Advertiser: Reynold's Wrap
Agency: J. Walter Thompson, New York
Rating: 3 stars
Moments ago, we were speaking with someone we greatly esteem--never mind who--about a campaign for a communications company, never mind which, from an agency there is no point in naming. Never mind why.
Our friend praised the campaign for its surpassing wit and charm and said it was great advertising, and we disagreed saying that we found it witty and charming but not much use to the client, and he said, "You're going to have to be more tolerant of those kinds of campaigns, because everything else out there is [expletive deleted]."
And we thought to ourselves, "Has it come to this? Are we so bereft that we must now accept charm not as a catalyst but as a replacement for salesmanship and persuasion?" But we needn't have asked the question, because we know what the answer is.
The answer is no.
There is plenty of room to be likable and engaging within the context of selling your brains out, the latest proof of which comes from J. Walter Thompson USA, New York, with a witty, charming, informative, persuasive campaign for Reynold's Wrap.
"I'm Betty," says one of two white-coated women in a test kitchen. "This is Pat." ("Hi," Pat says, pleasantly). "We're the Reynolds Wrap Kitchens' home economists. To show the best way to wrap sandwiches, we put one in Reynolds Wrap, the other in a plastic sandwich bag. Pat's gonna field-test them."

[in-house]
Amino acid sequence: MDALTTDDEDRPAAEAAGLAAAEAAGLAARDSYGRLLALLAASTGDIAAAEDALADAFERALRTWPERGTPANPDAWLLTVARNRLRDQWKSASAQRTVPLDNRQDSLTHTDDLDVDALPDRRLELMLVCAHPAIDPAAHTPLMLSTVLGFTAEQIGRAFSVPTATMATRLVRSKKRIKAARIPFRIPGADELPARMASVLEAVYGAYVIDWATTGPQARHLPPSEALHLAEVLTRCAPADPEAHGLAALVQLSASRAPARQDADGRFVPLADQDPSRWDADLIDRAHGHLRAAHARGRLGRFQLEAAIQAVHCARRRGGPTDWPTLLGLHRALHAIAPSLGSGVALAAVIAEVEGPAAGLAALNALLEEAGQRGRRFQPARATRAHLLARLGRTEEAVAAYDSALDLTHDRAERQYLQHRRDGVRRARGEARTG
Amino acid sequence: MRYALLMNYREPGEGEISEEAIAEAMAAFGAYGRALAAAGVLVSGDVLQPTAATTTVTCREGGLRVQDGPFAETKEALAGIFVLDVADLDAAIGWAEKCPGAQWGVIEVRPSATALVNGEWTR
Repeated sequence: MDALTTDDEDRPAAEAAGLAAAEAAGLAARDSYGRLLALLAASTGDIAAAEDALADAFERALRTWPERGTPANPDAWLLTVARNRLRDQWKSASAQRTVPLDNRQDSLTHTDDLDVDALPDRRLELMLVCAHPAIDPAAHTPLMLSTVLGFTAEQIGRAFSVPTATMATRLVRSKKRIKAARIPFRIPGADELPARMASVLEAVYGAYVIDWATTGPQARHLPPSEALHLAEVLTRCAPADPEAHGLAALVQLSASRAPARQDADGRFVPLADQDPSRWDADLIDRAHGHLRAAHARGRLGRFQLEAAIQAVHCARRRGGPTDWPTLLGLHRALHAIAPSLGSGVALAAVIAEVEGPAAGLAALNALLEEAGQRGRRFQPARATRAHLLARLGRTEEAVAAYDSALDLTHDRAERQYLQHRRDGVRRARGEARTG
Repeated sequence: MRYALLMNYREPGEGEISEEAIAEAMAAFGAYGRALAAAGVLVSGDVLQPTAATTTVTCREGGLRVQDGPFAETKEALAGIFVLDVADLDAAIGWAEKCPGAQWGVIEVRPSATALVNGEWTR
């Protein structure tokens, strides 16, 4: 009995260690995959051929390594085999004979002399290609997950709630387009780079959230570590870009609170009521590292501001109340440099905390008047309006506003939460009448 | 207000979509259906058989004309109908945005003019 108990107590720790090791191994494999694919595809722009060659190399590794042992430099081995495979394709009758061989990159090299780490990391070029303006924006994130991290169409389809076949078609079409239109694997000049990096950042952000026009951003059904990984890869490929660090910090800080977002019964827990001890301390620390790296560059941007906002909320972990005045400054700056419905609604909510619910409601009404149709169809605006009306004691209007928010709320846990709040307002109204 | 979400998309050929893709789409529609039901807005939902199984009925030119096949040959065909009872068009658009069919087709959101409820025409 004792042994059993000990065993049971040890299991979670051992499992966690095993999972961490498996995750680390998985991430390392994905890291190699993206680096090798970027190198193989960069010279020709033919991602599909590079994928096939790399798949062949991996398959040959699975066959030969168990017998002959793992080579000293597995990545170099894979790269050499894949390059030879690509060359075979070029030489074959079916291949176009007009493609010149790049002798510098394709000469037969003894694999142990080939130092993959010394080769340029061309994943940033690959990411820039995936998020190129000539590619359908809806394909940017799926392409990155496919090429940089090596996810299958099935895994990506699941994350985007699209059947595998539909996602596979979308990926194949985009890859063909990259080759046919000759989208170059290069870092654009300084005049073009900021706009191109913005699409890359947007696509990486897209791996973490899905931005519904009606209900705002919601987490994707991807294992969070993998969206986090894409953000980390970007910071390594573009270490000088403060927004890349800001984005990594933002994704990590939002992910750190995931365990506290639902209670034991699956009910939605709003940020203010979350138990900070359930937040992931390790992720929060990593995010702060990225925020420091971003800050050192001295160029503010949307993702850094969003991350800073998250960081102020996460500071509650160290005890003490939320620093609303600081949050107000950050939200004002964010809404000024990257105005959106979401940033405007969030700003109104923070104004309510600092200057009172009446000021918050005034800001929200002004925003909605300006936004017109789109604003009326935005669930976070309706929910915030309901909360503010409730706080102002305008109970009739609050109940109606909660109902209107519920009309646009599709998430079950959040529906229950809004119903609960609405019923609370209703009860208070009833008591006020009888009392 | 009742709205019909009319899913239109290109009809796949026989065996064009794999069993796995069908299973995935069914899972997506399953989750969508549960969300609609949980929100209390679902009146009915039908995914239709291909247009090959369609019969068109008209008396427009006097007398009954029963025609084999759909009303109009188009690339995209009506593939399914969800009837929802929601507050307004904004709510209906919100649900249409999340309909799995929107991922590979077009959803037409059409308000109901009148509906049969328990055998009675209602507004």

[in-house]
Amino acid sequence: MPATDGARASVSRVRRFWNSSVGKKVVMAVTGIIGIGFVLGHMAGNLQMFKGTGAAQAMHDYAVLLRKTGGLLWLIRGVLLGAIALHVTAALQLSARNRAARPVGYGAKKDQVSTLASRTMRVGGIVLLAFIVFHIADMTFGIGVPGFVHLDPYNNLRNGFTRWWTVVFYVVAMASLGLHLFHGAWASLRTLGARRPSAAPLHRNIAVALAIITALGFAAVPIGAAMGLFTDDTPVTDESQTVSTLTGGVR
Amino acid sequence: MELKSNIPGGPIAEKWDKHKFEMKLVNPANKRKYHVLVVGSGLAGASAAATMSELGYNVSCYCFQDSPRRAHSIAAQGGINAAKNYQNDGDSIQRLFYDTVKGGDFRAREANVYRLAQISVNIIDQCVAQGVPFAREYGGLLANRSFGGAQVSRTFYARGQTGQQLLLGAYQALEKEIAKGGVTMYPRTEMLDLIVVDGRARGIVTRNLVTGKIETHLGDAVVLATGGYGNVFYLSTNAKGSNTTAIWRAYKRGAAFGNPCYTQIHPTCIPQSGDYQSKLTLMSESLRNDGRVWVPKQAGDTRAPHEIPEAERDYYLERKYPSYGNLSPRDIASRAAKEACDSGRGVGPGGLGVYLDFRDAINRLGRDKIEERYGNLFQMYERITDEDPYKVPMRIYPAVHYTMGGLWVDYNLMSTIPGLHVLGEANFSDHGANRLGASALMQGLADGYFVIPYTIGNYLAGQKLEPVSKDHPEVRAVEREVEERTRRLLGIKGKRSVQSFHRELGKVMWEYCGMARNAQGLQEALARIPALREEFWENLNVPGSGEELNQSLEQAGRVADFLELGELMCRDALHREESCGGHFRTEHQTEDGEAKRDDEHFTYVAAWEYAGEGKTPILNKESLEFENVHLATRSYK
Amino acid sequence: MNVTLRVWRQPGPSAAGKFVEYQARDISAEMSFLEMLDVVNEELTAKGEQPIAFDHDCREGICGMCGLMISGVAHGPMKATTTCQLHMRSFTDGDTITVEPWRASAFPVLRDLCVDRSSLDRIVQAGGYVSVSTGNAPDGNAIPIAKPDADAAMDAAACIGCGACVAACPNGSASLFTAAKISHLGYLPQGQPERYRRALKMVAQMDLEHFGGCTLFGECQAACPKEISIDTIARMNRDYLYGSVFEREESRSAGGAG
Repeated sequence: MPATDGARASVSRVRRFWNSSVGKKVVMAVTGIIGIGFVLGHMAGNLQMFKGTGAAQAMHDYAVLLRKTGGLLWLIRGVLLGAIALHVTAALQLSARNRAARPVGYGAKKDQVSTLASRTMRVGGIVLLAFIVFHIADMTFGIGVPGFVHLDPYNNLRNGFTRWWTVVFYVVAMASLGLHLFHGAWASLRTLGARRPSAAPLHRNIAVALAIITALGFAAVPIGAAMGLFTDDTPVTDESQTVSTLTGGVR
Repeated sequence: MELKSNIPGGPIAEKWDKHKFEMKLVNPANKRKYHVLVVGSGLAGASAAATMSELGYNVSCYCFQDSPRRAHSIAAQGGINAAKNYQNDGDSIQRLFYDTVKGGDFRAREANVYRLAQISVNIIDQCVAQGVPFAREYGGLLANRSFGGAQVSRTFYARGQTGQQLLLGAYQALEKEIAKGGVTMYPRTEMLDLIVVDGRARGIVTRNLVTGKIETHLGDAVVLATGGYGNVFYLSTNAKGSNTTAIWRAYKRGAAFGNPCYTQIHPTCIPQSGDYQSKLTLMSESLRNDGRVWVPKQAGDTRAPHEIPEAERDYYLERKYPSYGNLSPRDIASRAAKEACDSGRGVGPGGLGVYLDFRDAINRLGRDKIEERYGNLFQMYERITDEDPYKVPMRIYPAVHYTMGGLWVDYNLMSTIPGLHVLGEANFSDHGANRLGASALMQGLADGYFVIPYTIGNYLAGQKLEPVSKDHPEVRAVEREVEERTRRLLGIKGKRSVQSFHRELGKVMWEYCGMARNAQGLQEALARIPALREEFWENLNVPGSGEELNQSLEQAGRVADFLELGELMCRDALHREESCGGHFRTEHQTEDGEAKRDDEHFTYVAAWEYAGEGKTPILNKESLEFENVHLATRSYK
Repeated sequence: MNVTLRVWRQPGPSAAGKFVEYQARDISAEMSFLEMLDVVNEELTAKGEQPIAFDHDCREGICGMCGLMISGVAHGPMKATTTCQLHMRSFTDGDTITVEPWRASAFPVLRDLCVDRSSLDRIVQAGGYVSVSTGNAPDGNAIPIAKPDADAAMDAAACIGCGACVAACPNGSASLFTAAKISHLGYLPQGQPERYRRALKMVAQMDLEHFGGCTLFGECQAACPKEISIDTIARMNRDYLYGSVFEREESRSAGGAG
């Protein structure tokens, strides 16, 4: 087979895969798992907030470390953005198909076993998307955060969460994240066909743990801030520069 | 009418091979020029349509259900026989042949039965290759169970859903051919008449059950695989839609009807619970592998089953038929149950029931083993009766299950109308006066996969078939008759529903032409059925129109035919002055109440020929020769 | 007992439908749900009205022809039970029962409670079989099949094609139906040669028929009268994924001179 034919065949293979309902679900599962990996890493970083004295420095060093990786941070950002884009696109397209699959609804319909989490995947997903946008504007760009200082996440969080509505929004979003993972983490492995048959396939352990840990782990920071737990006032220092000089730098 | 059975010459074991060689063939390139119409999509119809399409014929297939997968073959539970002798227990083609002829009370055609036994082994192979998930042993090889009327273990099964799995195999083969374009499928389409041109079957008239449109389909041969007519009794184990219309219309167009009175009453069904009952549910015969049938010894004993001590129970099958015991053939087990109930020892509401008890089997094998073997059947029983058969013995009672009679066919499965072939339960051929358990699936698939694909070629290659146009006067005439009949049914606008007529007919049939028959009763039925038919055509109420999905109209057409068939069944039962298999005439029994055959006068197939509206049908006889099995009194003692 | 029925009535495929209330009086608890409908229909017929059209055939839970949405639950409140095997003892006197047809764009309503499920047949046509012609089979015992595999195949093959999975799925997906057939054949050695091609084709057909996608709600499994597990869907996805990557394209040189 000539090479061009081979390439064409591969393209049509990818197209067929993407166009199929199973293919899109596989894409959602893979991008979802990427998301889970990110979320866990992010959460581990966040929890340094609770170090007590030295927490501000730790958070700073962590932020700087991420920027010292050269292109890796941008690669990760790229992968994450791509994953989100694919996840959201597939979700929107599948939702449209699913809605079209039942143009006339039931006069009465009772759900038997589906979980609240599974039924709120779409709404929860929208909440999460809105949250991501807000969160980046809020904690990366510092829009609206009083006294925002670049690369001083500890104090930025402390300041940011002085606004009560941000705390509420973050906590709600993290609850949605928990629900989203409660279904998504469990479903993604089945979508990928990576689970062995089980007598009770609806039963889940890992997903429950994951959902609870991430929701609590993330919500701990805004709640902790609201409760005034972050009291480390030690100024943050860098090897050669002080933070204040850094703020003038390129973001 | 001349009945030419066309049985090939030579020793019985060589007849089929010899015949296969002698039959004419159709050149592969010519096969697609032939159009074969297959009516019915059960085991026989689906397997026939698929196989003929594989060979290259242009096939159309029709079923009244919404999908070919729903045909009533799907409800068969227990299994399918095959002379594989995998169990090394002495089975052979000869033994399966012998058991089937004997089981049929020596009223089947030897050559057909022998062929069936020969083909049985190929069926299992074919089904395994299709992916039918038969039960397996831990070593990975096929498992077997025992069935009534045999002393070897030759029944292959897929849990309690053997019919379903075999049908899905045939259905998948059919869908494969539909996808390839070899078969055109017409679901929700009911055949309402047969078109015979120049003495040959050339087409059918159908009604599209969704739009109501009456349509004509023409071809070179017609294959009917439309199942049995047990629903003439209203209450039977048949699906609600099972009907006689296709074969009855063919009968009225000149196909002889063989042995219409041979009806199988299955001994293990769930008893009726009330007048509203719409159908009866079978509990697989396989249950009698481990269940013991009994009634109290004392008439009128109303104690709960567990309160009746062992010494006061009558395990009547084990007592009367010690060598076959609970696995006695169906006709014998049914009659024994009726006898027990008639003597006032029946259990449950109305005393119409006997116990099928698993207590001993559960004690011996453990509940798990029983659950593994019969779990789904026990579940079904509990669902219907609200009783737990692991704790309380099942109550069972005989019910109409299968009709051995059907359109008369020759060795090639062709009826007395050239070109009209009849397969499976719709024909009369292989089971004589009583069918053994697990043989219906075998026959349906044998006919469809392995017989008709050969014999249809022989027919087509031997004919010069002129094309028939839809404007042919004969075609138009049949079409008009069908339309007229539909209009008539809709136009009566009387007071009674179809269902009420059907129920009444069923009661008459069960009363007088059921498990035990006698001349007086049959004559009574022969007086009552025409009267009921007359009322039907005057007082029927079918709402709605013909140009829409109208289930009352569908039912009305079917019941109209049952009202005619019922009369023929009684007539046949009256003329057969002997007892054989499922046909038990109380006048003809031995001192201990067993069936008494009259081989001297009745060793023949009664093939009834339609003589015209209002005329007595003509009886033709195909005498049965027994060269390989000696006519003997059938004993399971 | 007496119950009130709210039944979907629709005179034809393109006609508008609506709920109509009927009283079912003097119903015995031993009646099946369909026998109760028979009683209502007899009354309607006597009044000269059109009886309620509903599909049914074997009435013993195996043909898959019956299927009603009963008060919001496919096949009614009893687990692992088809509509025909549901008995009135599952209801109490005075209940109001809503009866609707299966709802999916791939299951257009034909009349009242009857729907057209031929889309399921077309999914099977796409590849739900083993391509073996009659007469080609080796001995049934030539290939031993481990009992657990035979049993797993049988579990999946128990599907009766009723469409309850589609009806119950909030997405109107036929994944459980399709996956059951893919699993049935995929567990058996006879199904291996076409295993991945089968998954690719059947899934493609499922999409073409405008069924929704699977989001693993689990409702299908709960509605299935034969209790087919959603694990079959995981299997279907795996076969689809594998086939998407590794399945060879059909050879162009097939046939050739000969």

Next we see Pat, her lunch sack stowed in a backpack, getting on a school bus with real grade schoolers. Expressionless, she makes her way down the aisle, bumping the backpack on the seat frames, and sits down next to a chubby, out-of-control 9-year-old. The backpack gets clobbered. Then back to the kitchen. "How'd they hold up?" Betty asks, and the sandwiches are displayed. The bagged one is crushed, the wrapped one, naturally, intact.
"Looks like Reynolds Wrap is the best wrap for your kids' sandwiches," Betty continues. "One more reason Reynolds Wrap has it all wrapped up." Pat, meantime, turns around to reveal a sign taped to her back with the words, "Kick Me."
In a second spot, to demonstrate protection against freezer burn, Betty stuffs a slab of liver in a zip-lock bag. This leaves Pat to do the experiment: sucking out the excess air with a straw. What an image--and what a trouper. These are real-life home economists, a kitchenwise Bartles with a her guileless foil Jaymes. Whatever happens to this campaign, we will always love Pat for her game effort. And so should her employer.
This is a brand that has spent years talking about recyclability but not a blessed word about the advantages of the product in actual use. Zip-locks, meanwhile, have been growing at a healthy clip while foil has languished behind. Thus emerged the crazy notion of telling consumers the benefits of the brand.
Reduced sandwich crushability is not exactly eternal life. Freedom from air sucking is not the 200 mpg engine. But both bear mentioning, and, while they were at it, the folks at JWT took the additionally outrageous step of making it all fun to watch. The results are sweet, comic, delightful--and persuasive. Yes, it can be done.
No [expletive deleted].
You can e-mail Bob Garfield at EFPB35A@prodigy.com. His reviews are also available via Ad Age/Creativity Online on eWorld.
Copyright November 1995 Crain Communications Inc.